P.O. BOX 252, THE VALLEY, ANGUILLA  AI2640, B.W.I  
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Click here to read a copy of the original letter from the Pennsylvania Gazette of 25 July 1745


 
 
 

HISTORICAL ACCOUNT OF 1745 FRENCH INVASION

Boston Post-Bay (Boston, Mass) 5 August 1745

Philadelphia, July 25

                                           Extract of a Letter from a Gentleman in Anguilla, to his Friend
                                                               in St. Kitt, dated May 24, 1745

“On the 21st Instant, early in the Morning, we were sur-

prised by a Fleet of French, consisting of two Men of War, one

of 36 Guns, the other of 32, with 3 Privateers, and two Dutch

Vessels, as Tenders. They had undiscovered put on Shore 759

Men, at a place call’d Rendezvous Bay: The Success in Landing

was a great Encouragement to them, and a great Discouragement

to us; our who c  Force being 97 Men only. These our Lieut.

Governor Arthur Hodge, formed into three Divisions, and

posted them in a very narrow Path [by which the French were

to pass] secured with Breast-works, the first of which would con-

tain but 22 Men, commanded by Capt Richardson; these en-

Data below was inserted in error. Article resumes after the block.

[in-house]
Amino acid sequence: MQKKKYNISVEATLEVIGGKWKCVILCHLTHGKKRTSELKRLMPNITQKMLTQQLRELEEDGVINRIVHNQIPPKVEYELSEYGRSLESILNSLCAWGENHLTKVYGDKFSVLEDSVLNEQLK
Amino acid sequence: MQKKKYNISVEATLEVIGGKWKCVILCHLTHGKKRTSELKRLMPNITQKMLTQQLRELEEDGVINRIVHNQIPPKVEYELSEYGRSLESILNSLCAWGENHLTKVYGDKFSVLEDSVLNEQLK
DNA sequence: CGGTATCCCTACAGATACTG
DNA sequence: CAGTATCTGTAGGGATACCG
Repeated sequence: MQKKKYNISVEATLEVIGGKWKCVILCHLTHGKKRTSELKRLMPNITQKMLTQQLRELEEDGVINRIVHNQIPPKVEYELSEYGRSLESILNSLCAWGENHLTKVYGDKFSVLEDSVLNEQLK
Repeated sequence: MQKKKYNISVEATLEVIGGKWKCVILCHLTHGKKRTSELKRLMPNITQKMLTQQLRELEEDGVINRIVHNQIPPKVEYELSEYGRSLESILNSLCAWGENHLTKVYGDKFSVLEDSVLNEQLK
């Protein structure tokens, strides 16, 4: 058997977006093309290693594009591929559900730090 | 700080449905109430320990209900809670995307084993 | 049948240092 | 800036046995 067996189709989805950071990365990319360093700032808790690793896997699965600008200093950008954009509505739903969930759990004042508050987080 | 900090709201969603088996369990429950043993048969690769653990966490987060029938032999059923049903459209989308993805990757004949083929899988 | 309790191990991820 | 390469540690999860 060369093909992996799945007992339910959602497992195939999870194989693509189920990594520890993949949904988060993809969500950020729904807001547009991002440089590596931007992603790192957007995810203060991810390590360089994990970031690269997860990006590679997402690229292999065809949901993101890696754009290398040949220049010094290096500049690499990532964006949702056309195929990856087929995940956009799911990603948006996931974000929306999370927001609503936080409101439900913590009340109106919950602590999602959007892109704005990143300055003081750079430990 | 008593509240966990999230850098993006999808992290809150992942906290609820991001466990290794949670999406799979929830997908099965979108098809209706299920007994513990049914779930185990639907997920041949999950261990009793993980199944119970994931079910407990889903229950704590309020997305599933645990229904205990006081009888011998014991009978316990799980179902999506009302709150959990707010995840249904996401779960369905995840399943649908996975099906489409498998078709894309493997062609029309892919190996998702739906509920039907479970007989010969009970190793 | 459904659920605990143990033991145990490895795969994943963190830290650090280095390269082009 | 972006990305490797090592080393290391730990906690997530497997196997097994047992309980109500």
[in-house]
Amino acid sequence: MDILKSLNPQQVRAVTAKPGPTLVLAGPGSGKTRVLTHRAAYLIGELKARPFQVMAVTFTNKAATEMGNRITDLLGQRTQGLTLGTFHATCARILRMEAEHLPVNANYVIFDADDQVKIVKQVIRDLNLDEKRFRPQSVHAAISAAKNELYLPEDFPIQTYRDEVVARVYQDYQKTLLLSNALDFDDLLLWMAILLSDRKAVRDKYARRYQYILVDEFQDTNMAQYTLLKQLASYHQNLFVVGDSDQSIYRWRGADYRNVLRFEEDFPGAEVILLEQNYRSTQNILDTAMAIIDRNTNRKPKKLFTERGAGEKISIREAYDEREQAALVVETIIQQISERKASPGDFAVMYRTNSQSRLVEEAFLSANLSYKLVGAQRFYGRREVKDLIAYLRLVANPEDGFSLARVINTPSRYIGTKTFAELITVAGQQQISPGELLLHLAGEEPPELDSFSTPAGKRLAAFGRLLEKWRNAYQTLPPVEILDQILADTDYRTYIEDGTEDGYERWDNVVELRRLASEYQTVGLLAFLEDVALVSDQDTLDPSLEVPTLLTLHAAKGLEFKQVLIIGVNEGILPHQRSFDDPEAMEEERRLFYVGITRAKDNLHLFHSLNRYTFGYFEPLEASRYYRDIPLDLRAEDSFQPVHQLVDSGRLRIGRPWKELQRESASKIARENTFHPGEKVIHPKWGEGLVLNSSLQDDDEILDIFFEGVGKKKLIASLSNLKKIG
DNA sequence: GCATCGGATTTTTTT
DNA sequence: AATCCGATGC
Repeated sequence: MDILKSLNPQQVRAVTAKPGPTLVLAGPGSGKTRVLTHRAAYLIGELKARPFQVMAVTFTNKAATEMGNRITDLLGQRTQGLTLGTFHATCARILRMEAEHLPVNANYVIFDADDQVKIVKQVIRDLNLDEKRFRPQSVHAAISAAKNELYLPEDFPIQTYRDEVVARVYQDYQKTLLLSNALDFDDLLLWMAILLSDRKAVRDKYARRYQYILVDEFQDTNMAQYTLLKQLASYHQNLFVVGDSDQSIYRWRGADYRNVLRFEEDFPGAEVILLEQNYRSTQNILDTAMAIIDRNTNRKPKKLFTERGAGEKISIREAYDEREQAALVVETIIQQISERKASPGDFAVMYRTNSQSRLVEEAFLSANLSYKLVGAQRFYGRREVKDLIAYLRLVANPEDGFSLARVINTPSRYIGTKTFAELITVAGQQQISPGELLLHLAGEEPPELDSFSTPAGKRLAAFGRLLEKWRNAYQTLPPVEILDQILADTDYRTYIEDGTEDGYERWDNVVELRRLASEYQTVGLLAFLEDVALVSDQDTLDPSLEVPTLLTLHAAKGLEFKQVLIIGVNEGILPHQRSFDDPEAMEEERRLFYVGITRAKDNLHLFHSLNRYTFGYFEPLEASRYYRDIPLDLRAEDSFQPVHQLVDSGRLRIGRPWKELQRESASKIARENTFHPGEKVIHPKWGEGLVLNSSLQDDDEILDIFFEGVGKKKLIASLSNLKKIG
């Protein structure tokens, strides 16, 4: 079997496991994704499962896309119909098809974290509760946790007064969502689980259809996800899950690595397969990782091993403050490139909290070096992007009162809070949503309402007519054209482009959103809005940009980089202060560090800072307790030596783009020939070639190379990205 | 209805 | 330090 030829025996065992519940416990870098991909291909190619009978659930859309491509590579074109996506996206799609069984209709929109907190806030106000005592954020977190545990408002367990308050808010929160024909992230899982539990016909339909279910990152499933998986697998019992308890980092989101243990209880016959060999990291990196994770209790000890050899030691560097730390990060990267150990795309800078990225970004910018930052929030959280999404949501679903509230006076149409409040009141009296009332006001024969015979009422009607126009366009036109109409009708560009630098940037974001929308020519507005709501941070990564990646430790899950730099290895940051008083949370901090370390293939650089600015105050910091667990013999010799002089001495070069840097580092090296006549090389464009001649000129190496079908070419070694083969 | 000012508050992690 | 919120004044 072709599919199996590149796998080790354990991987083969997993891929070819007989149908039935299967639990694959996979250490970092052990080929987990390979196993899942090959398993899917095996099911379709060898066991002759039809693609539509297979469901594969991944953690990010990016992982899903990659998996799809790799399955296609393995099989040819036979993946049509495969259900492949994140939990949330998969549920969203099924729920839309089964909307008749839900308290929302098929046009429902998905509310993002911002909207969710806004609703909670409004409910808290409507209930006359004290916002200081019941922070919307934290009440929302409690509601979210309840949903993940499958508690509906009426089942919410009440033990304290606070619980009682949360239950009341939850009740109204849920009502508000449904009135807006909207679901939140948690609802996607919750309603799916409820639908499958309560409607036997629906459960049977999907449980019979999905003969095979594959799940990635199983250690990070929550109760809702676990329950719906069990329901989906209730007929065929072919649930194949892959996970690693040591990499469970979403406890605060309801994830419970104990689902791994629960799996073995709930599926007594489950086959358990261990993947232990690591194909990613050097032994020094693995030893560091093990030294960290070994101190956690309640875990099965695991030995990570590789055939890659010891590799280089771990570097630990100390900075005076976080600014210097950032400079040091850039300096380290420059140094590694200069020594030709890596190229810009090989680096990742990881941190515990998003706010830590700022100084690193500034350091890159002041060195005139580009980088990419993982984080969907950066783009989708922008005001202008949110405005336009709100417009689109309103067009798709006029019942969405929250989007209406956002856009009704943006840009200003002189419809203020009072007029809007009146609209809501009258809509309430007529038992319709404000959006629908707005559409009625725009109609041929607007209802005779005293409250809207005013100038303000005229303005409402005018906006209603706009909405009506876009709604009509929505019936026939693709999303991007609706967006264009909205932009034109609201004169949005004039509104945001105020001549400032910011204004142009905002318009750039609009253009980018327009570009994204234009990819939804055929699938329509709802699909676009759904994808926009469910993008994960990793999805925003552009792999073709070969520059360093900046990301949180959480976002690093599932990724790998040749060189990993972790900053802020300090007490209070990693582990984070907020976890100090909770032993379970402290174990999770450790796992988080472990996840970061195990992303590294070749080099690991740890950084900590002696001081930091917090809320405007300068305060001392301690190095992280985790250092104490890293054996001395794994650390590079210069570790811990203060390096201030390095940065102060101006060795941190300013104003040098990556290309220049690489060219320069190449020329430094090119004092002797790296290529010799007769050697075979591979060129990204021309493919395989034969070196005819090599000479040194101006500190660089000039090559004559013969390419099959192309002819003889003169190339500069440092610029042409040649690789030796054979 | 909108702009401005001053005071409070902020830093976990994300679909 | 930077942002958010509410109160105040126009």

gaged the Enemy, firing by Platoons regularly, and with so true

in Aim, that every shot took place and the French fell so fast,

that in less than ten Minutes they loss Courage, and fled with

Precipitation, having in this short Action at least 100 Men killed

and wounded, an drowned in getting into their Boats. We ex-

pected a fresh Onset the next Day, but it seems they (unreadable)

of it, for they went quietly. We have buried 35 (unreadable)

Dead, and are daily in search of such, as have hid themselves (Unreadable)

the Bushes, or died there of their Wounds, which latter we be-

lieve, by the Stench to be many, but can give no certain Account

of them, nor of the drowned. Among the dead are the second

Capt. of the Commodore (Monsieur LeTouch) the first Lieutenant

of the other Ship; Capt. Rolough, an old Privateer; Benar their

Pilot who married his Wife of this Island; the Governor of St.

Baatholomew’s Son, and several other Officers; The Commo-

dore himself was wounded in his Arm and Thigh so much, that

they were obliged to carry him on board, as they did 25 others.

Some of these Particulars we learn by some Prisoners set on Shore

by a Flag of Truce sent by the Commodore. They had landed

several Hand Grenadoe Shells, Swivel Guns fixed on Triangles,

Beef, Cheese, Bread and Wine; The four  last Articles were

Good Plunder for our Negroes. Every dead Man had in his

Pockets, Nettles, or small Lines for pinioning our Negroes. We

had not one Man hurt, and have got by this Expedition, besides

two Pair of their Colours, a great many fine Buccaneer Guns,

Cartouchboxes, & c. which they left behind, and with which we

intend to arm our most truly and sensible Negroes, to strengthen

our Island.

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